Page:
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Molecular characterization of the PrBn locus and some other QTLs controlling homeologous recombination in Brassica napus

Final Report Summary - COGEPRBN (Molecular characterization of the PrBn locus and some other QTLs controlling homeologous recombination in Brassica napus)

Polyploidy is the process that gives rise to organisms with multiple complete sets of chromosomes. Polyploidy is commonplace in many eukaryotes lineages and particularly prominent in plants. All angiosperms are current polyploid or have experienced at least one round and usually several rounds of polyploidy during their evolution. Some of the world's most important crop plants, such as wheat, cotton or oilseed rape, are allopolyploids; i.e. they have a hybrid origin and combine different sets of related but not completely homologous chromosomes, called homeologues. These chromosomes were inherited from parental species that are ancient polyploids (paleopolyploids); they returned to a functionally diploid state by a massive elimination of some but not all duplicated genes. Given the prevalence of polyploidy in plants, an important direction that studies should take is to integrate and extend our knowledge of important biological processes into the field of polyploidy.

Meiosis and recombination are among the most important processes because they are essential to the life cycle of all sexual eukaryotes. Meiosis is the specialised programme of cell division responsible for production of gametes. Meiotic recombination is required in most organisms to ensure the correct segregation of chromosomes at meiosis I and to boost genetic diversity. These two outcomes are ensured by the exclusive formation of meiotic crossovers (CO) between homologous chromosomes. This process is particularly demanding in allopolyploid species because homeologous chromosomes usually retain sufficient similarity to be able to recombine with one another; if this would occur, multiple or illegitimate associations would result in chromosome misegregation and partial fertility. Suppression of COs between homeologous chromosomes is therefore a prerequisite for polyploidy speciation. Surprisingly little attention has been paid to the control of meiotic COs in polyploid species, except in wheat.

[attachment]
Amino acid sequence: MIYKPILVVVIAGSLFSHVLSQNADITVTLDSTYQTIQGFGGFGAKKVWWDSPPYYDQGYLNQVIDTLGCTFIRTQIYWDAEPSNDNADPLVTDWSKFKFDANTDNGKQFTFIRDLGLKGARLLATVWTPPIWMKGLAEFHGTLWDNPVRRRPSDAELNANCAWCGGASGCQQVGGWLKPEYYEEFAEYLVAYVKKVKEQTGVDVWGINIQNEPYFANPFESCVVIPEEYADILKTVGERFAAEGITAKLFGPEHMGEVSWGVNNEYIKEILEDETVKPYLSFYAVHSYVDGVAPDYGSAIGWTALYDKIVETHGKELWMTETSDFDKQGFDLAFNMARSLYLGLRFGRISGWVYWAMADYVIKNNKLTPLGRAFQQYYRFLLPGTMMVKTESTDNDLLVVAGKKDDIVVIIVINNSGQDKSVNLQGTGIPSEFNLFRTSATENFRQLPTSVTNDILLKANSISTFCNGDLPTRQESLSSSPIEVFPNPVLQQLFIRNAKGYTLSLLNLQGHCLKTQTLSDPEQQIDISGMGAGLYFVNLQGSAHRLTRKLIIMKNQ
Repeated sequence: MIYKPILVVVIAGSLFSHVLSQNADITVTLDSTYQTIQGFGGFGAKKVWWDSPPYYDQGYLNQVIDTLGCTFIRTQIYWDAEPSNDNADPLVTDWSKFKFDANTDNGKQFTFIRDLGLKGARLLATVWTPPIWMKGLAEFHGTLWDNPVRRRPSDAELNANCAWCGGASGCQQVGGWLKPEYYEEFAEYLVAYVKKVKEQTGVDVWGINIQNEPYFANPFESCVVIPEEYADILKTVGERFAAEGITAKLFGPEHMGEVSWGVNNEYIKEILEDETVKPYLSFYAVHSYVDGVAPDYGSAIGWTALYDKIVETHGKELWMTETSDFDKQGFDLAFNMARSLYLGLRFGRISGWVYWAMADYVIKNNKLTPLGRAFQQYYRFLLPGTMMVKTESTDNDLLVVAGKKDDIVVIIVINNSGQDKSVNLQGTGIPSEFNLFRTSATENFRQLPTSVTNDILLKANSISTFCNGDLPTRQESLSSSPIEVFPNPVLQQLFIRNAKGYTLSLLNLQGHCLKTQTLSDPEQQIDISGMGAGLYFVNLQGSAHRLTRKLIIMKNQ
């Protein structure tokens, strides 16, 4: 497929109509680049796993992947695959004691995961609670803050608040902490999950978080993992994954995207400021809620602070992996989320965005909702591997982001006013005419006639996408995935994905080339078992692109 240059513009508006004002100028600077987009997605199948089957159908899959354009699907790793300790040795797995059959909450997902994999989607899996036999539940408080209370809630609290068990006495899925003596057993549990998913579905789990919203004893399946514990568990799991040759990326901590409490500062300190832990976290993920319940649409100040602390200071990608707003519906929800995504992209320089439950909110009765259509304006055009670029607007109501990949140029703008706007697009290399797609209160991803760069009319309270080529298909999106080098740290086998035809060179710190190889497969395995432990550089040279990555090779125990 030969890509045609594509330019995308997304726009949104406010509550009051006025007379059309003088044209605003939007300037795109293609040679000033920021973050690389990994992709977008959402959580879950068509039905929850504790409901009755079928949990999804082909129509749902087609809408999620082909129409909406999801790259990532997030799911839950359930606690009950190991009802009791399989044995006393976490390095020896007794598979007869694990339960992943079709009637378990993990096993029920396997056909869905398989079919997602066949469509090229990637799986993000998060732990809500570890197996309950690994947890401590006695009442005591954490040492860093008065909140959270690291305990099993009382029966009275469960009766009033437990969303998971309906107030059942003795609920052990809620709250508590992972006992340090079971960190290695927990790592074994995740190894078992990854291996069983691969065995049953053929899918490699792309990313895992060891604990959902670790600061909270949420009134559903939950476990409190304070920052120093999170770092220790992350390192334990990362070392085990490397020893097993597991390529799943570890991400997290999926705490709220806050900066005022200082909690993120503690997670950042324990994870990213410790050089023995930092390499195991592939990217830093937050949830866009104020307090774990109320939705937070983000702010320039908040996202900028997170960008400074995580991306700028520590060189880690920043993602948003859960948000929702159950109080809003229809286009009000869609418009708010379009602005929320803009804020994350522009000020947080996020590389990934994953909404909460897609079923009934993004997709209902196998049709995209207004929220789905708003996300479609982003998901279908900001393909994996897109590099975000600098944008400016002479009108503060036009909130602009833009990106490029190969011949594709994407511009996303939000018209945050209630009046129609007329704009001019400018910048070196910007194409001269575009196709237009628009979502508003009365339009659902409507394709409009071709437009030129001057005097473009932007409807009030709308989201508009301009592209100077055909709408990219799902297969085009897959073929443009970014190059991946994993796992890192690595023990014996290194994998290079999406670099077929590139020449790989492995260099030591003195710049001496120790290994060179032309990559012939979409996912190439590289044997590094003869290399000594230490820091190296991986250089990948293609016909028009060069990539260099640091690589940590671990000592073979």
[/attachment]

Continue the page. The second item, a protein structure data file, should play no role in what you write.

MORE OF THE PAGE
The overall objective of the COGEPRBN project was to advance understanding of the genetic architecture of CO suppression between homeologous chromosomes in oilseed rape (Brassica napus; AACC, 2n=38). Brassica napus is a young allopolyploid species that originated from multiple independent hybridisation events between ancestors of modern B. oleracea (CC, 2n=18) and B. rapa (AA, 2n=20). The genomes of B. oleracea and B. rapa share an ancestral whole-genome triplication so that most segments of the Arabidopsis genome can be aligned to 6 syntenic segments of the B. napus genetic map. Comparisons of meiosis among B. napus allohaploid plants, which carry one copy of each of the 10 A and 9 C B. napus chromosomes (AC), showed that allohaploids produced from different B. napus varieties displayed different levels of homeologous recombination. The quantitative trait loci (QTL) determining these phenotypes were mapped in a single population. A major locus (PrBn) localised to linkage group C9, and 4-6 other additive or epistatic loci were identified.

The specific objectives of this project were to decipher:
- if PrBn and at least some of the mapped QTLs are duplicated genes retained from successive rounds of polyploidisation that still cooperate to regulate homeologous recombination,
- if PrBn is still the key determinant for the level of homeologous recombination at the species level.
To address the first question, a comparative genetic analysis of all the QTL regions and their duplicates in the genome of B. napus was carried out. Combined bioinformatic and genetic approaches were used to determine which of the QTLs were located in syntenic regions of B. napus genome. Our results have demonstrated that no QTL is present in the regions that are related to that of PrBn, which suggests that this locus is not duplicated.